Play helps mark 25 years of the acclaimed theater company
This is the 25th anniversary season for Southern Rep, the popular and acclaimed theater company. Besides productions of the 2009 Tony winner “God of Carnage” and Tennessee Williams’ “A Streetcar Named Desire,” set right here in New Orleans, Southern Rep presents “Red” in November, a play about real-life art icon Mark Rothko and his fictional relationship with his assistant. “Red” is set in the late 1950s as Rothko paints murals commissioned by New York’s Four Seasons restaurant. Recently, I spoke with Aimee Hayes, Southern Rep’s artistic director and the director of “Red,” about the show, the season and the company.
What made you select “Red” for this season?
“Red” is an opportunity to explore the questions of form and to look at the artist who made that form. The play is an incredible discussion about what it means to be an artist. I thought it would be a challenge for me and the actors.
How do you get a sense of the art itself during the show?
The script’s set directions state that the murals are being painted in a gym in the Bowery . . . . [For “Red”] Southern Rep will be gutted out, leaving just the bones of the place. Essentially the whole theater is the studio. The audience will truly engage with the play because it will be happening intensely all around them.
Though the show’s about art, its themes are universal.
I love the idea of an artist [like Rothko] demanding that much rigor from himself. A lot of people are like that. You don’t have to be an artist to demand the best from yourself. It is an important value that can always be reinforced in the world.
How did you cast “Red”?
This season we’re casting actors that we really had a connection with through our history. We already had “A Streetcar Named Desire” cast, the four main players from our earlier workshop [including Hayes as Blanche Dubois]. From the moment I read “God of Carnage” I saw Spud [McConnell] and his wife, Maureen, [Brennan] in the roles there. So, we cast them, Lara Grice and Gary Rucker. Part of my tenure here I’ve worked with Bob Edes Jr. and Sean Glazebrook. To have them together, in such an incredibly vivid, demanding play [like “Red”] just sounded like a great time. They suit the roles and will really own them.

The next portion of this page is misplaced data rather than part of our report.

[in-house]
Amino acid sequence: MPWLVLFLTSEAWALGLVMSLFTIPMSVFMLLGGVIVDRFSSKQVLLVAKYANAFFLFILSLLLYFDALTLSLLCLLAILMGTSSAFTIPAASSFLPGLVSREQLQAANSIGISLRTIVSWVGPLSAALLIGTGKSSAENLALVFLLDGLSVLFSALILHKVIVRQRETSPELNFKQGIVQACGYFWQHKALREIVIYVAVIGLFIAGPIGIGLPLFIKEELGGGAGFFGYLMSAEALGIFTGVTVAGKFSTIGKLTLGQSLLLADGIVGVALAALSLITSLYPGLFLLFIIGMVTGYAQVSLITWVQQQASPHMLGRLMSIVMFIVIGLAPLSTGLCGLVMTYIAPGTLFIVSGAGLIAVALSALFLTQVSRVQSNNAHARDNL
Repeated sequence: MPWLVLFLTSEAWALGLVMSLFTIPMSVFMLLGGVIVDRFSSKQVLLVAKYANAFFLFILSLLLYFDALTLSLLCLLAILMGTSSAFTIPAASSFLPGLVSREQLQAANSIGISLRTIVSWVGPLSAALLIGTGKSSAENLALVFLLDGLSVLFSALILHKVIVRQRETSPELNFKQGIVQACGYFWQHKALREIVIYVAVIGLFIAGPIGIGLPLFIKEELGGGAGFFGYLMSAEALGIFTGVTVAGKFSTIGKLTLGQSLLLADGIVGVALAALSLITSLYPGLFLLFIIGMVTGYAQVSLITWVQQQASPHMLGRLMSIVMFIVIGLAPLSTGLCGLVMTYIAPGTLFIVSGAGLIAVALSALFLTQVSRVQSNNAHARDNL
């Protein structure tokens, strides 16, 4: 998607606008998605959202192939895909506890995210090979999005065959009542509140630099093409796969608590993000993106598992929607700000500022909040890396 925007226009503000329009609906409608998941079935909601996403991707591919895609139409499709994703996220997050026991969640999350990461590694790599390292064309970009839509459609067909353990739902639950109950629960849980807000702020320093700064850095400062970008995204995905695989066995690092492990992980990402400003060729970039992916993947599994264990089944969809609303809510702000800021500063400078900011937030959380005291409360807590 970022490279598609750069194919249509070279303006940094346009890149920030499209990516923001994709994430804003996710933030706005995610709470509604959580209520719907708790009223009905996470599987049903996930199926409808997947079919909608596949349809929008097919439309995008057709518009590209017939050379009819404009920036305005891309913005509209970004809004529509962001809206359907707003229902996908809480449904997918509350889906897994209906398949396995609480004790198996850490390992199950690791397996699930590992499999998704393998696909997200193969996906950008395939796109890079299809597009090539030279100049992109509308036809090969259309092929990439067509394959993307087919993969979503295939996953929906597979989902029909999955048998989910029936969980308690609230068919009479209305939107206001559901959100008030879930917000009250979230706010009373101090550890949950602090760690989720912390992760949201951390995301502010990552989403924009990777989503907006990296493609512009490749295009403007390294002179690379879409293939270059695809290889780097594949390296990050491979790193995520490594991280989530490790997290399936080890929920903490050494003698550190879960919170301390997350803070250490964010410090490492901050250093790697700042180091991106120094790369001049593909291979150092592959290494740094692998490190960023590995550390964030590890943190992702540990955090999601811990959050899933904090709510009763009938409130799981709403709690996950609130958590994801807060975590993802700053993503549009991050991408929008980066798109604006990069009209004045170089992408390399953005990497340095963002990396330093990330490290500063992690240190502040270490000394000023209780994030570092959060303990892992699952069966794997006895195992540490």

What else should people know about “Red”?
It’s not a boring drudge about art. It’s a fascinating and hilarious combat between this artist, himself and the young assistant that he works with. And, with the things that take place technically on the stage, with the painting, making paint, it really is like a re-creation of that time period.
Also, Mark Rothko taught at Newcomb for 6 months, so he’s sort of a New Orleanian. [laughter] I would claim him just a little bit. He had a great time here apparently.
Southern Rep had to cut this season’s budget because of the economic downturn. How has that impacted you?
When we make cuts to the budget this early in the fiscal year, everything gets trimmed down across the board. We also have to make sure that we sell tickets, that we’re getting support from our subscribers. . . . It’s important they know we’re struggling just like every other nonprofit.
The recession’s really hitting New Orleans now, which makes it more important than ever to entertain people. That’s why we’re so excited about Ricky Graham being here, and Running With Scissors, and Theater 13, and The New Orleans Bingo Show. With Le Petit Theatre and Le Chat Noir both shuttered this year, we said, “Everybody come over. We’ll be your venue.” . . . We’ve had a great response from our audiences, which are so happy to be able to come here and see their favorite performers.
How has Southern Rep changed since you took over as Artistic Director in 2008?
The theater was founded to promote Southern writing. We’ve [kept] the focus to Southern writers in terms of development. . . . We have PlayLab, where playwrights can listen to their work in a safe setting; 6×6, a monthly play slam; masters classes throughout the year; and the [New Play] Bacchanal. . . . That’s an important part of our mission. The other thing we do is entertain and engage our audiences. That’s why we [now include] the best of Broadway and Off Broadway, and new plays from playwrights who have exciting voices and are right for our audiences.
Also, after Katrina the fabric of our city needed to be interwoven better with the arts culture. [To achieve this] we’ve worked with arts organizations and community partners. . . . We’re also working to create a theater alliance. We have so many new theaters here, and it’s important that they stay here and that we grow together. We do work that appeals to different audiences, and that’s great. It’s even more exciting when our fans cross over. That’s the ultimate hope, to get the audience excited, where they can try one thing one weekend, then explore something else the next.
All of this comes from a deep love for this city. We’ve come so far since the rebuilding and we’ve got to keep striving to make it better. Much like Mark Rothko, we need to demand excellence from ourselves at every turn. The cultural arts need to do their part, and partnership is the way to go.
For more information about “Red,” including ticket information, visit Southern Rep’s website, http://southernrep.com/, or phone the box office, (504) 522-6545.
– BETH HERSTEIN